Raytheon has successfully demonstrated a high definition and target location accuracy sensor on the US Army’s common sensor payload (CSP) airborne intelligence, surveillance and reconnaissance (ISR) targeting system, at an undisclosed location.
Developed and integrated into CSP in collaboration with General Atomics Aeronautical Systems, the sensor enables combatant commanders to directly utilise the system’s geo-location data for real-time targeting of coordinate-seeking weapons in the battlefield.
Designed to meet the US Department of Defense (Dod) / National Geospatial-Intelligence Agency (NGA) requirements for target location and error knowledge, the sensor also features a General Atomics-built high accuracy, advanced multi-colour diode pumped laser.
Fully compliant with DoD and NGA specific requirements for a direct geo-positioning metric sensor, the CSP sensor also offers an accurate range receiver, enhanced precision inertial sensors, advanced geo-positioning algorithms, precise internal / external event timing and rigorous error propagation for real-time targeting information generation.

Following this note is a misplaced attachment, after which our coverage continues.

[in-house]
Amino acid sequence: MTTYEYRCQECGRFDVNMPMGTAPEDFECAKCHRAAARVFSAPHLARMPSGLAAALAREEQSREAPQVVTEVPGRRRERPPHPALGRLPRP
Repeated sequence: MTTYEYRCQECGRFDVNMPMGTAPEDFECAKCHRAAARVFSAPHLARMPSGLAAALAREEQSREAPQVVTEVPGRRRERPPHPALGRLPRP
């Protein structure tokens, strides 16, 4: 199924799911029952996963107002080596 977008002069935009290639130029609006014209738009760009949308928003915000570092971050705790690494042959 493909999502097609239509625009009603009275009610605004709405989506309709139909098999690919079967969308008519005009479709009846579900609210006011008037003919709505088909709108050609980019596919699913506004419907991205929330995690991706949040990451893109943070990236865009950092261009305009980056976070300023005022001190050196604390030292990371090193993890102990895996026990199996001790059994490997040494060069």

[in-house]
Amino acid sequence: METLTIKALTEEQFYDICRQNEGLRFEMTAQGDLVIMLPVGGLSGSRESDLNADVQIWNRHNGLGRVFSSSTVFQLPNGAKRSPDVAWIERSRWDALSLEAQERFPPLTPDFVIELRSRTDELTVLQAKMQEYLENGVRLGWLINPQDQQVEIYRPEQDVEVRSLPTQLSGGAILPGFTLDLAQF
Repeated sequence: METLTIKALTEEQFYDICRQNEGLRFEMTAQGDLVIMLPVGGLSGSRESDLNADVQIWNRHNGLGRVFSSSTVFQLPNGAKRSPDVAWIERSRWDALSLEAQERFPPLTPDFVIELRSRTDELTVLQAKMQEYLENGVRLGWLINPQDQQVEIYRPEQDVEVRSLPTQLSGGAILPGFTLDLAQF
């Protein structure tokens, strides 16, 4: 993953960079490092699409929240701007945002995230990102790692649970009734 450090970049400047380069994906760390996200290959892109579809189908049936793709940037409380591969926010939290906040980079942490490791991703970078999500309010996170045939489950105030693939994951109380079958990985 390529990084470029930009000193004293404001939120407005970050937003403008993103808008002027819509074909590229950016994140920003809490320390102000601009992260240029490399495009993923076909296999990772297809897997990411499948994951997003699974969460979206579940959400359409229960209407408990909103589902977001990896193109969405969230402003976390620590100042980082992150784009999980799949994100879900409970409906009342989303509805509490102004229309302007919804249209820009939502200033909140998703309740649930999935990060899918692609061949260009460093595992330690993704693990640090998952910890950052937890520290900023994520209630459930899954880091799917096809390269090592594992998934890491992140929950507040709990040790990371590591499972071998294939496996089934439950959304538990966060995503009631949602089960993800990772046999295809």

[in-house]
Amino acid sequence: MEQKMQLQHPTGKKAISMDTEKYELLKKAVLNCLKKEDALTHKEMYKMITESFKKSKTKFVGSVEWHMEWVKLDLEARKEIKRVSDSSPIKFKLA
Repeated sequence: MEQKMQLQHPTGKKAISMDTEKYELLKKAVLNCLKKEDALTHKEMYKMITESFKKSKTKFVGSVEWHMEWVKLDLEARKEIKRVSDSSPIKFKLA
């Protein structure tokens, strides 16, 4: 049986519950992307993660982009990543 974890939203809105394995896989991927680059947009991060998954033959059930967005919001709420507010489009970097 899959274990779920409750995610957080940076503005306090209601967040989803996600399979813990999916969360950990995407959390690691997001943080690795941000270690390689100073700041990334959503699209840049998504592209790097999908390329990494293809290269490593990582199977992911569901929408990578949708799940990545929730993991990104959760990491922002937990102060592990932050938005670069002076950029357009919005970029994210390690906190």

Raytheon Space and Airborne Systems business surveillance and targeting systems director, Andy Bonnot, said: "Our direct geo-positioning metric sensor technology, which has now been demonstrated in CSP, provides a major leap in capability to the soldier with direct, real-time targeting and fire control of coordinate-seeking weapons."
Earlier the target coordinates and imagery from an airborne tactical sensor had to undergo a remote and time-consuming image registration process to address DoD and NGA coordinate-seeking weapons delivery requirements for real-time targeting.
Fitted with an advanced infrared (IR) camera, colour electro-optical (EO) camera and image intensifier, the CSP is an advanced sensor, designed to help ground forces accurately assess threats and effectively engage targets.
Capable of mounting on an array of aircraft, the sensor is being manufactured by Raytheon as part of a contract awarded by the army in November 2007, with options worth up to $1.2bn.